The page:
Radio Goes to War: The Cultural Politics of Propaganda during World War II

Radio Goes to War: The Cultural Politics of Propaganda during World War II

Radio Goes to War: The Cultural Politics of Propaganda during World War II

Radio Goes to War: The Cultural Politics of Propaganda during World War II

Synopsis

"By focusing on the medium of radio during World War II, Horten has provided us with a window into an important change in radio broadcasting that has previously been ignored by historians. The depth of research, the book's contribution to our understanding of radio and the war make "Radio Goes to War an outstanding work."--Lary May, author of "The Big Tomorrow: Hollywood and the Politics of the American Way

"Radio broadcasting, and its impact on American life, still remains a neglected area of our national history. "Radio Goes to War demonstrates conclusively how short-sighted that omission is. As we enter what is sure to be another era of contested claims of government control over freedom of speech, the controversies and compromises of wartime broadcasting sixty years ago provide an ominous example of difficult decisions to be made in the future. The alliance of big business, advertising, and wartime propaganda that Horten so convincingly illuminates takes on a heightened significance, especially as this relationship has tightened in the last several decades. When radio and television go to war again, will they follow the same course? This is cautionary reading for our new century."--Michele Hilmes, author of "Radio Voices: American Broadcasting 1922-1952

Excerpt

Within historical writing, radio is finally beginning to gain the recognition it deserves. “Radio” here refers to old-time radio, the “golden age” of broadcasting of the 1920s, 1930s, and 1940s. As a number of media historians have pointed out, this development is long overdue, since radio established the basic structure of broadcasting within which television is still operating. Moreover, most cultural genres offered on television nowadays were pioneered during the radio age. Americans were acculturated to national broadcasting and around-the-clock commercial programming during this same period. As we are beginning to realize, this increased interest in radio history not only tells us about the central importance of radio but also helps us discover new and intriguing aspects of the broader American story.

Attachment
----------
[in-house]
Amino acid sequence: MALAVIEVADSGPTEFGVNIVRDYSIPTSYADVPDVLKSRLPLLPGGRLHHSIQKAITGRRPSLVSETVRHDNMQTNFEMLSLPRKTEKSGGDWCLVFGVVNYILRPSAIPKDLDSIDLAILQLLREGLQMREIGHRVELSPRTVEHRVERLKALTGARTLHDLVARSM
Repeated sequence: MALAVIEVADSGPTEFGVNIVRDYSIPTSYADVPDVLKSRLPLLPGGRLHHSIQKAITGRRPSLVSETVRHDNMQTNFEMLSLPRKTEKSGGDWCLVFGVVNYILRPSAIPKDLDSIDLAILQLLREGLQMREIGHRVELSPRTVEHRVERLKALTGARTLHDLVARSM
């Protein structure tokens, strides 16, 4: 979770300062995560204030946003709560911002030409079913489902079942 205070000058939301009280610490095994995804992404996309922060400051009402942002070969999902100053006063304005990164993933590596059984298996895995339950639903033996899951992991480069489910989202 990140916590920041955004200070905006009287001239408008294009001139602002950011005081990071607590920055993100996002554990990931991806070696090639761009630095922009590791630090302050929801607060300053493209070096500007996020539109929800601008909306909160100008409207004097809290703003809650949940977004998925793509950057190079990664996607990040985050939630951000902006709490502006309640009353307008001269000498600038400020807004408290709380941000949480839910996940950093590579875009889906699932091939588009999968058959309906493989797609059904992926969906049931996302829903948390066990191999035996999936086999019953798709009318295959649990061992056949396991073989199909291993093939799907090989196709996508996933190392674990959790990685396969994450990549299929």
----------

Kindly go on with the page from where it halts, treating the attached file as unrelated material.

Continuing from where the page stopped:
In general, what is becoming apparent is that we cannot fully understand American society from the 1920s to the late 1940s until there are more studies on radio's impact and its interaction with the society and culture at large. For one thing, no other medium changed the everyday lives of Americans as quickly and irrevocably as radio. By the early 1940s, radio fulfilled more tasks than any other medium. It entertained large national audiences while selling the products of commercial sponsors. It provided national and international news coverage, and during World War II it made Americans—as a people—as well informed as they ever had been. In addition, it provided both national and local programs for special interest groups, foreign-language broadcasts for immigrants, programs by minority civic groups, crop prices and weather forecasts for farmers, sports broadcasting, adventure stories for children, and mu-

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